XO Kate


 

There are literally hundreds of yoghurts available in supermarkets, and the tiny labels on the back, along with differing serving sizes makes it almost impossible to determine which is the ‘best’ or ‘better’ choice.

The biggest difference between yoghurts is that there is an emerging range of Greek style yoghurts, along with a reduction in ‘diet’ yoghurts that have traditionally used sweetener to lower their kJ and sugar content. As a general rule of thumb, Greek style yoghurts are higher in protein, thanks to the straining process which sees excess whey removed, and results in thicker, stronger tasting yoghurt. Nutritionally this results in a better product and is also putting pressure on yoghurt producers to lighten the carb and sugar content of all yoghurts in general.

Overall, the results from this review are unlikely to surprise you, but it is always nice to see the numbers summarised, which is also likely to make a trip to the yoghurt section of the supermarket a lot quicker.  So let’s take a look at which yoghurt is healthiest.

All nutritionals are based per 100g.

Black Swan Vanilla Bean Greek Style Natural Yoghurt

410kJ / 7.7g protein / 13g carbs/ 6.5g sugars / 1.5g fat / 233mg calcium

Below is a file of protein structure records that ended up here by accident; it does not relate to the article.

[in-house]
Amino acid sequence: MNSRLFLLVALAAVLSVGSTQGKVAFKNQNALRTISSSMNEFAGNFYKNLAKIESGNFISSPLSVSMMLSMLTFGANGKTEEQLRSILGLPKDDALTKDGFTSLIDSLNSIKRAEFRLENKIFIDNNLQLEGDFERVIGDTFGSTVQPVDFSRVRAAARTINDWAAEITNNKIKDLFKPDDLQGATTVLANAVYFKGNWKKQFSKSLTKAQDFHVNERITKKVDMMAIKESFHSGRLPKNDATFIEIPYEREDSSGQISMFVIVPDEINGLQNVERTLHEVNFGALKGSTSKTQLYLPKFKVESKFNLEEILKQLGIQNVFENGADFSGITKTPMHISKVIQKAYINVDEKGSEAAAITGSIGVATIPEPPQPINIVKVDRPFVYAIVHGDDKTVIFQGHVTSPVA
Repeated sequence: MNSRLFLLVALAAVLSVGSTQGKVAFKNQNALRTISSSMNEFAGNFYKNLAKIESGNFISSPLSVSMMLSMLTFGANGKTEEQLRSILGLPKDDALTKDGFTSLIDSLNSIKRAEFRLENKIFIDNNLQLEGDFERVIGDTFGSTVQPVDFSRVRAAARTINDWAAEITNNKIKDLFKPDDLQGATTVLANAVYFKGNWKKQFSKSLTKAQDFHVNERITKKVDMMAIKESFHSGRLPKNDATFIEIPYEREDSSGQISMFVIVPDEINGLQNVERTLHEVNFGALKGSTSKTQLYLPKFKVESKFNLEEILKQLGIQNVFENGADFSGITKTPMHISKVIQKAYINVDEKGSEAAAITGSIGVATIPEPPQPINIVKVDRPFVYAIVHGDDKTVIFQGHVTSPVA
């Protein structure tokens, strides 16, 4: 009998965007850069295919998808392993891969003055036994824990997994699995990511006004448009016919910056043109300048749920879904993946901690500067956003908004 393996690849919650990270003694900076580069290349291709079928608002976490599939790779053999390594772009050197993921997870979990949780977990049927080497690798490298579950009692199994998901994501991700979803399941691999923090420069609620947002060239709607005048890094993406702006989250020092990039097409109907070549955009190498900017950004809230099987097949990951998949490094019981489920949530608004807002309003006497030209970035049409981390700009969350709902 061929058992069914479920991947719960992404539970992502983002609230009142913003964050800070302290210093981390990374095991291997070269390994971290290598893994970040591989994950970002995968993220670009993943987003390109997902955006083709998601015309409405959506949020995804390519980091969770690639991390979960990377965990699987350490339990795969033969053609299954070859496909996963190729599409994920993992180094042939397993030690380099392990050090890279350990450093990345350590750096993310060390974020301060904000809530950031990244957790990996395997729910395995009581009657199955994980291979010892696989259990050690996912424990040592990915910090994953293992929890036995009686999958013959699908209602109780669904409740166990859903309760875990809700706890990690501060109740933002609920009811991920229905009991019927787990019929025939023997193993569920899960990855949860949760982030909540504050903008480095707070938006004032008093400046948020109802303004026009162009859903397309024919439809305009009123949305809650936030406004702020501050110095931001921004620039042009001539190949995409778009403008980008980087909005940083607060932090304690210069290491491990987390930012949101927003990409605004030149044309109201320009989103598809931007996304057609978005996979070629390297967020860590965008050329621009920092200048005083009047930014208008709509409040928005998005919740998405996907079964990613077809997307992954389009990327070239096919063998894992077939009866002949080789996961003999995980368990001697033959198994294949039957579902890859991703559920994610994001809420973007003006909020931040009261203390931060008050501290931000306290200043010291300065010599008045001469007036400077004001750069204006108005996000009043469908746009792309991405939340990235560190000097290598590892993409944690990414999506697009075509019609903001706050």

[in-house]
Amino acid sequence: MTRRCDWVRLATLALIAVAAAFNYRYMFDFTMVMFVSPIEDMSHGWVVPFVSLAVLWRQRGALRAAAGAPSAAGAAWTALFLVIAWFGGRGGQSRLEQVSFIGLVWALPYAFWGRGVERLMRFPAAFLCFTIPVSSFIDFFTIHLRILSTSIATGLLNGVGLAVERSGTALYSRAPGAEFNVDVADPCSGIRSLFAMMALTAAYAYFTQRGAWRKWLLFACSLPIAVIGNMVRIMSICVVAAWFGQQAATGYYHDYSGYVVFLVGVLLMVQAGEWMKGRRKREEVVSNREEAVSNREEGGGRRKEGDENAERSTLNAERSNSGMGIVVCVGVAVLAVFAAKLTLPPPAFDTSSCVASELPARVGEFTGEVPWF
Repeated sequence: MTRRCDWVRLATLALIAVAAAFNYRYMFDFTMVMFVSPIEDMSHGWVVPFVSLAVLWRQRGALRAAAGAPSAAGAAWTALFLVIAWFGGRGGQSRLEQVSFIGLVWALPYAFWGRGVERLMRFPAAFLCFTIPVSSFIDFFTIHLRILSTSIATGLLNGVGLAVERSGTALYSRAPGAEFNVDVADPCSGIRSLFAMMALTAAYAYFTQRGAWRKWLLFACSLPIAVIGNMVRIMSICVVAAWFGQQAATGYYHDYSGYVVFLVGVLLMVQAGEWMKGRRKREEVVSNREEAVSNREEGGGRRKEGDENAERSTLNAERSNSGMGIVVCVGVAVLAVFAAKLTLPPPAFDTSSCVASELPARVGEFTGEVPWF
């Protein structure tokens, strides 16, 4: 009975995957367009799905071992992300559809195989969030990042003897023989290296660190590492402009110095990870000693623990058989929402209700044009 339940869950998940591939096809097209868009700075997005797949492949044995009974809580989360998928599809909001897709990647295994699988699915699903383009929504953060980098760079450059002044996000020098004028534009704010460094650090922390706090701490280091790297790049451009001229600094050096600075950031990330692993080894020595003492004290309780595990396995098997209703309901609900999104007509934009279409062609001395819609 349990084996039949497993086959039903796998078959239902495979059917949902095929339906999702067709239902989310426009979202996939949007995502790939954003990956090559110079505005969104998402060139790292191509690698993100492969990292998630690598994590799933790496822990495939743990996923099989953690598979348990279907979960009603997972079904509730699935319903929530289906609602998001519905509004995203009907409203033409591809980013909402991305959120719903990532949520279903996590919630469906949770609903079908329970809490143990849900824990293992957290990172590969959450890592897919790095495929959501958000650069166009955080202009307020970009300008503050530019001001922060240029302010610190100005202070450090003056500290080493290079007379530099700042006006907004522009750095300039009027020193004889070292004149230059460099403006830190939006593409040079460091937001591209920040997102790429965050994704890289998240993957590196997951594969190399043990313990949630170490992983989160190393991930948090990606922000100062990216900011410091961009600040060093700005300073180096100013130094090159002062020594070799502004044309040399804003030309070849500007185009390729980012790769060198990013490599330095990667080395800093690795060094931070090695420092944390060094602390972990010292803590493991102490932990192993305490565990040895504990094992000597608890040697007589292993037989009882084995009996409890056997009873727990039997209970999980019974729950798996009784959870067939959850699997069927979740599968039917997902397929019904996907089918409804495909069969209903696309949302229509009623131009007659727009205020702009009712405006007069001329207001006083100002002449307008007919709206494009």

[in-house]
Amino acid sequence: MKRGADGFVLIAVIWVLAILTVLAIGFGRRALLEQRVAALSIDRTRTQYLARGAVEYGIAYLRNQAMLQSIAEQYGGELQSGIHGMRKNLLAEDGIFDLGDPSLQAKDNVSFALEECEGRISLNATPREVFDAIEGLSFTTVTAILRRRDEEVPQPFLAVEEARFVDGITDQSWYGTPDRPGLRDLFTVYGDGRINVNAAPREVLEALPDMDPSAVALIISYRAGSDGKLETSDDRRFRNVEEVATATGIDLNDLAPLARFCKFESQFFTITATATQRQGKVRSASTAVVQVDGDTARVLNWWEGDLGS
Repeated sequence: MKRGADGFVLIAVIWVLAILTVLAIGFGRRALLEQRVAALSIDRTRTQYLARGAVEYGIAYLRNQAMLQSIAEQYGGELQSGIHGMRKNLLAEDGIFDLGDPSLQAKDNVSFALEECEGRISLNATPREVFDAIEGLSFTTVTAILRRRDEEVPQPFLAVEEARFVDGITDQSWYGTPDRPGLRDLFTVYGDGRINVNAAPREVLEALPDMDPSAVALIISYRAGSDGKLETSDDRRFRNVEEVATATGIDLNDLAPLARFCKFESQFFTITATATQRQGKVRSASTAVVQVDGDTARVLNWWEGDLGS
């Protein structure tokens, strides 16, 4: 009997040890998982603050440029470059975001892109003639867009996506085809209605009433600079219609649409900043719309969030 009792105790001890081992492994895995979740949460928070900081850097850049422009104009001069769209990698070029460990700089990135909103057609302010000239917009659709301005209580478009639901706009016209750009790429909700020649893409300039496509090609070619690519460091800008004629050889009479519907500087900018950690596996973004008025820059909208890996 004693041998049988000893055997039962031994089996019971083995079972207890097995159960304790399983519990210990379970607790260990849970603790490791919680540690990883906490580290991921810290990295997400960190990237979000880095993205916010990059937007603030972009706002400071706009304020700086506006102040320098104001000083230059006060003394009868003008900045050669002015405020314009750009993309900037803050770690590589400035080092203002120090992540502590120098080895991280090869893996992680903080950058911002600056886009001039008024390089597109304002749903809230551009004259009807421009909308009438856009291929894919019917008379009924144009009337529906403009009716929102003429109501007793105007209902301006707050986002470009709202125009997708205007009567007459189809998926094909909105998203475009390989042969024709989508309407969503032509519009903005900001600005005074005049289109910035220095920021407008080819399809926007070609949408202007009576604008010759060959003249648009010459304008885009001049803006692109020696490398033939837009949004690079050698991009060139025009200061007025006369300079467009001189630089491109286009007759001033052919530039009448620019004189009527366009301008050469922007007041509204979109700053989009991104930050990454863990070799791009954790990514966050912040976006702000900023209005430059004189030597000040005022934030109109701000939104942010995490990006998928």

With No Added Sugar, probiotics, lactose free and a massive 230mg calcium per serve Black Swan is a great choice in yoghurt. The protein content of Black Swan is a little lower than some other Greek style yoghurts but apart from that, it is still a very strong product nutritionally.

Dairy Farmers Thick & Creamy Blueberry Fields

620kJ/ 3.6g protein / 14.5g carbs/ 14,2g sugars / 8.5g fat / 131mg calcium

Available in both full fat and low fat varieties, Light and Creamy was a good yoghurt when it was first released but has now being superseded by a number of high protein, low sugar varieties of yoghurt.

Activia

370kJ / 4.9g protein / 13.5g carbs / 13.1g sugars / 1.5g fat / 180mg calcium

Marketed for the digestive benefits it offers thanks to its added probiotics, Activia still contains added sugars and it remains much lower in protein and higher in carbs than Greek style yoghurts available that still offer the benefits of probiotics.

five:am Organic Yoghurt Blueberry

353kJ / 4.7g protein / 12.9g carbs/ 12.6g sugars / 1.9g fat / 103mg calcium